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The College of William & Mary Gay and Lesbian Alumni/ae (W&M GALA) was organized in 1986 by alumnus Steve Snell '66, the organization's first president, along with Harlan Powell and Professor George Greenia. The group has worked with and offered financial and leadership support to campus student organizations such as the Lambda Alliance (formerly Lesbian and Gay Student Union), the Gay Student Support Group and Alternatives. In 1990, GALA successfully campaigned to have "sexual orientation" added to the College's non-discrimination policy, and in 1991 joined the fight to have anti-homosexual language removed from the Virginia Alcoholic Beverages Control Board's liquor license code. The mission of GALA is to advocate for and provide education to straight, gay and lesbian students and alumni through, according to their mission statement, "fundraising and direct participation support for alumni/ae through networking, social community and Homecoming events."

Early Years

GALA encountered open hostility from the College, the Society of the Alumni, and the public in its early years. Among GALA's early goals were the wish to be recognized as a legitimate component of the William & Mary community by the College and the Society of the Alumni, inclusion of sexual orientation in all of the College's anti-discrimination policies, spousal equivalency information in alumni publications, and inclusion of its events in alumni and homecoming publications. GALA was opposed on these issues in a fight that eventually played itself out in the media. The battles were often contentious, sometimes rancorous, but ultimately successful in changing policies and practices. Today, William & Mary has more encompassing anti-discrimination policies, GALA's events are regularly included in homecoming literature, class notes in the William & Mary Alumni Magazine list surviving domestic partners, and GALA has successfully collaborated with many individuals and organizations on campus.

Numerous faculty, staff, students, alumni, and members of the general public weighed in on both sides of LGBTQ issues being discussed on campus. The opinions expressed were not unlike those that were similarly entering the public discourse nationally. Excerpts from some of the letters received by GALA and the College of William & Mary are reproduced here, including the first message from an informant that fed administrative documents and insider information to GALA.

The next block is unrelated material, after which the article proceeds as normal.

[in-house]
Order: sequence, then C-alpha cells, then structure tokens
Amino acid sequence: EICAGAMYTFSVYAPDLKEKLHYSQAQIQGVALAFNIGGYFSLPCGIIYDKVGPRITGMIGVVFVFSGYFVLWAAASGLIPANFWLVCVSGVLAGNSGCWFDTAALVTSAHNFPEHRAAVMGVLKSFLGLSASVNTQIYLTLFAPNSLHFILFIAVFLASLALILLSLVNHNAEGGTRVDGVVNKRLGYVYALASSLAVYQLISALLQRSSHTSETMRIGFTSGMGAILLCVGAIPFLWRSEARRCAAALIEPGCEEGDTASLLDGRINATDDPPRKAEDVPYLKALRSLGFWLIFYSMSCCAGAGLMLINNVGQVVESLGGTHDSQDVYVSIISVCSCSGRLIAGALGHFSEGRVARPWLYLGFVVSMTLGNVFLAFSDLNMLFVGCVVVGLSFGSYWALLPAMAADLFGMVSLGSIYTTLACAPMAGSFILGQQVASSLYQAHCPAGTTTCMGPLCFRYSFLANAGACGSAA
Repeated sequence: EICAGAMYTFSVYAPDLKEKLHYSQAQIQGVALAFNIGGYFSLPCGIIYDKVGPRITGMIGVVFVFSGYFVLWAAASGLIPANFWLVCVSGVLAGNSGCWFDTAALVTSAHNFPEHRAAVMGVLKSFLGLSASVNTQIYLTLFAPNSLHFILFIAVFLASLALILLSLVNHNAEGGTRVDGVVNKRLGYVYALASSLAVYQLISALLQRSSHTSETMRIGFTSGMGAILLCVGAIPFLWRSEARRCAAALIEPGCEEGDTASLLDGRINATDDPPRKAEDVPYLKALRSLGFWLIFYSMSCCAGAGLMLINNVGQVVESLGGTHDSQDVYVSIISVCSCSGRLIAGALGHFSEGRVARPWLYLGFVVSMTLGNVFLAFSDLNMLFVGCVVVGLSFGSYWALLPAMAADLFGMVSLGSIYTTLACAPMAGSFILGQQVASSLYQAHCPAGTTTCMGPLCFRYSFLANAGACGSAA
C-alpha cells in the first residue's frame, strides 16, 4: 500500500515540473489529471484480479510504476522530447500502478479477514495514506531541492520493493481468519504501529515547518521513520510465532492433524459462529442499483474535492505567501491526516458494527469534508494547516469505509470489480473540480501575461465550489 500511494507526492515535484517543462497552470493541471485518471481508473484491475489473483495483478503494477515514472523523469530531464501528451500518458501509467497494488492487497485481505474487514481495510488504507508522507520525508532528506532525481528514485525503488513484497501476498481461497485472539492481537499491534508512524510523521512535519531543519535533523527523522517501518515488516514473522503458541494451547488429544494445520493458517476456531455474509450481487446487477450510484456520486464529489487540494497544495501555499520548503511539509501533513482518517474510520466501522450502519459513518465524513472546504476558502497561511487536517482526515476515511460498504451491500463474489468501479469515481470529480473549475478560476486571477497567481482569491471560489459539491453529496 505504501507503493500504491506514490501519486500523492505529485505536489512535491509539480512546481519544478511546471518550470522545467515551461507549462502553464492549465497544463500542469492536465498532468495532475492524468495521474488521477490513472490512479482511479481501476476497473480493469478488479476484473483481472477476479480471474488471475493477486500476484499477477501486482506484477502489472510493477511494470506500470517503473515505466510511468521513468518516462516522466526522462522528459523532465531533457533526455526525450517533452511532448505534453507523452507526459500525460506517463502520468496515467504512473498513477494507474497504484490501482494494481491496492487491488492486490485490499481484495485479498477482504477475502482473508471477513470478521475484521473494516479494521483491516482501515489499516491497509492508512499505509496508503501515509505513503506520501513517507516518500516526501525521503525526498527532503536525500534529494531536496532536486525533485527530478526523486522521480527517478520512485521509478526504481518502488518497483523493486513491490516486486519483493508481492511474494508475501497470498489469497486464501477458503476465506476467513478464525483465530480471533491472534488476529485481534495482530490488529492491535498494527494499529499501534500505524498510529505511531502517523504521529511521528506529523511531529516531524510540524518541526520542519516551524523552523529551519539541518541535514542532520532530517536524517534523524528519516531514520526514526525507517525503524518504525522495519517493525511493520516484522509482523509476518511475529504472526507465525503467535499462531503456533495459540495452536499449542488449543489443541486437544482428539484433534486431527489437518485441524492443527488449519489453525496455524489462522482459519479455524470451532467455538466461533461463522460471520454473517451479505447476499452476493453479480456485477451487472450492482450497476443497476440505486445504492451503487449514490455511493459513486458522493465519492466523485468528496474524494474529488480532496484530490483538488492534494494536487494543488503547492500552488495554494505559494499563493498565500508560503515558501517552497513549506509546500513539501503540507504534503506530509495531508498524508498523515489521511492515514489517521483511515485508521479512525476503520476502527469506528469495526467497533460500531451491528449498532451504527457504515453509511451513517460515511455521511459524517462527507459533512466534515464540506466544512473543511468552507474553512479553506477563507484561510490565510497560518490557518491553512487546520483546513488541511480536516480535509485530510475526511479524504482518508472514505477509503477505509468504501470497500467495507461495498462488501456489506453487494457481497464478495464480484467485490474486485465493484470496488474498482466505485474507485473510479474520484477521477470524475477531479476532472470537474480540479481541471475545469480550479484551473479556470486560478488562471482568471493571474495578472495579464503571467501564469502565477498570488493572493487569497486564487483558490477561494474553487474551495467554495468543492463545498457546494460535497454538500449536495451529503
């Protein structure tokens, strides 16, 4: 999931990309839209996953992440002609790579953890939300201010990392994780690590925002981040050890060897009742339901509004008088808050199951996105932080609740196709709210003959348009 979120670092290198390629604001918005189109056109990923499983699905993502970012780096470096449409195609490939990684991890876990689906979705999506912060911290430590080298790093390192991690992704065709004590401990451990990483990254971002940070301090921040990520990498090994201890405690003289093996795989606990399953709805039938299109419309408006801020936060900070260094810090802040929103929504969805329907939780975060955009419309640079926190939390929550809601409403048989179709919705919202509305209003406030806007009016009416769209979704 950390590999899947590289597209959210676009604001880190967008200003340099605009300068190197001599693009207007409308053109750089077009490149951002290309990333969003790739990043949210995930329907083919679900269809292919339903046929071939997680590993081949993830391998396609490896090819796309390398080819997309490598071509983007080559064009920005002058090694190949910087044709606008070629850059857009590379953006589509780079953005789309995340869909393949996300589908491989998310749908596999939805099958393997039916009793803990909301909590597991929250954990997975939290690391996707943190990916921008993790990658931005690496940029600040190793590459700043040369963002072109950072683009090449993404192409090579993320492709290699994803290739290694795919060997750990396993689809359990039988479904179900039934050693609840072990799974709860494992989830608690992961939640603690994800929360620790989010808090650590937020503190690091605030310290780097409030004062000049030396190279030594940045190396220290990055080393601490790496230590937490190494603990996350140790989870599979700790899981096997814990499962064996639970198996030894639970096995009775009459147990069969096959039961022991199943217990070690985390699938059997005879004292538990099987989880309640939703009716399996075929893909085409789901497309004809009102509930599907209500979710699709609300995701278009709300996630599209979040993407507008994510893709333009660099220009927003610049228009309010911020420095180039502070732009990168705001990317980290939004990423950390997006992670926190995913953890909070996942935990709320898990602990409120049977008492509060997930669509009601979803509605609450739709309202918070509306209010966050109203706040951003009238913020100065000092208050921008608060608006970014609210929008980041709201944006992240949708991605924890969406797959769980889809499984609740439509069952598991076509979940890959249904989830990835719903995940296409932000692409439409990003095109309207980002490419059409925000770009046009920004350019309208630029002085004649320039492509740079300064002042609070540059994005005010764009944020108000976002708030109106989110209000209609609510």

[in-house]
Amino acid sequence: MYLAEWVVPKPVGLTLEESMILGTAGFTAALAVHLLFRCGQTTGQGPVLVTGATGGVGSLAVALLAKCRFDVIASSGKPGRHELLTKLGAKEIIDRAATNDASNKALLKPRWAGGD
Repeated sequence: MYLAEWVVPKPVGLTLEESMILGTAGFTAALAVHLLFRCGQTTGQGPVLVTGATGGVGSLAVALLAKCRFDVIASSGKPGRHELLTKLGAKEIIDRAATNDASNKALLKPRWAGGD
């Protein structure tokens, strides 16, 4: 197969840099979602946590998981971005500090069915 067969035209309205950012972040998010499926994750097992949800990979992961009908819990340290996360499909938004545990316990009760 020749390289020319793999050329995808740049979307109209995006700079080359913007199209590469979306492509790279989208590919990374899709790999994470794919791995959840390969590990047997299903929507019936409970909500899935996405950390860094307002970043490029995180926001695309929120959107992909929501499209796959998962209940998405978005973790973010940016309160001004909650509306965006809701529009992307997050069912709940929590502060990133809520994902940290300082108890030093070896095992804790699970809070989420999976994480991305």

GALA has participated in several gay pride events in Washington, D.C., Boston, and Richmond, including two national marches on Washington. It has also spearheaded several campus initiatives, including the establishment of a library endowment for books, working with the Student Health Center and the Office of Residence Life to promote HIV/AIDS awareness and safer sex initiatives, providing sensitivity training to campus security personnel, partnering with several academic departments to fund the annual John Boswell lecture series, as well as providing funding and leadership for several student-led endeavors. New and continuing ways to support William & Mary are under discussion such as an endowed chair for gender or sexuality studies.

GALA has a rich tradition of social events. During Homecoming weekend, there is a host hotel, a hospitality suite, group meals, and frequently an on-campus event. Regional events have included holiday, cocktail, and pool parties, as well as a crab crack. The 1993 Homecoming banquet in conjunction with William & Mary's 300th Anniversary was GALA's largest on-campus presence to date. An honored guest and speaker at the 20th anniversary banquet in 2006 was President Gene Nichol, the first appearance by a William & Mary President at a GALA event.


Other GALA battles met with mixed success. GALA signed on as one of the plaintiffs in an organized state-wide effort to have archaic ABC regulations overturned. One of the regulations at issue made it illegal in Virginia for homosexuals to serve alcoholic beverages. While the law was sporadically enforced, it was used as a tool for police harassment of gay bars. The courts sided with the plaintiffs and the offensive regulations were eventually overturned. Less successful was the effort by GALA to remove ROTC from campus because of the discriminatory practices of the military, in particular the policy known as "don't ask, don't tell." This battle was fought both locally and nationally by GALA and student organizations, but the power of the federal government to withhold funding ultimately defeated arguments opposed to ROTC on many university campuses.

Richard Cornish Endowment Fund

The Richard Cornish Endowment Fund was created by W&M GALA, in consultation with the Earl Gregg Swem Library in 1993. The initial campaign, to raise the minimum $25,000 required for a named endowment, was made in honor of Michael Lee Goodrich '80. Subsequent campaigns and individual donations have raised the principal on the endowment to over $100,000. The Cornish Fund is currently one of Swem Library's largest endowment funds. Each year, the proceeds from this fund purchase a wealth of materials in a variety of academic disciplines including history, theatre, film, religion, education, African American studies, American studies, and others that Swem Library could not otherwise acquire.

Material in the Special Collections Research Center



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A note about the contents of this site

This website contains the best available information from known sources at the time it was written. Unfortunately, many of the early original records of William & Mary were destroyed by fires, military occupation, and the normal effects of time. The information in this website is not complete, and it changes as we continue to research and uncover new sources.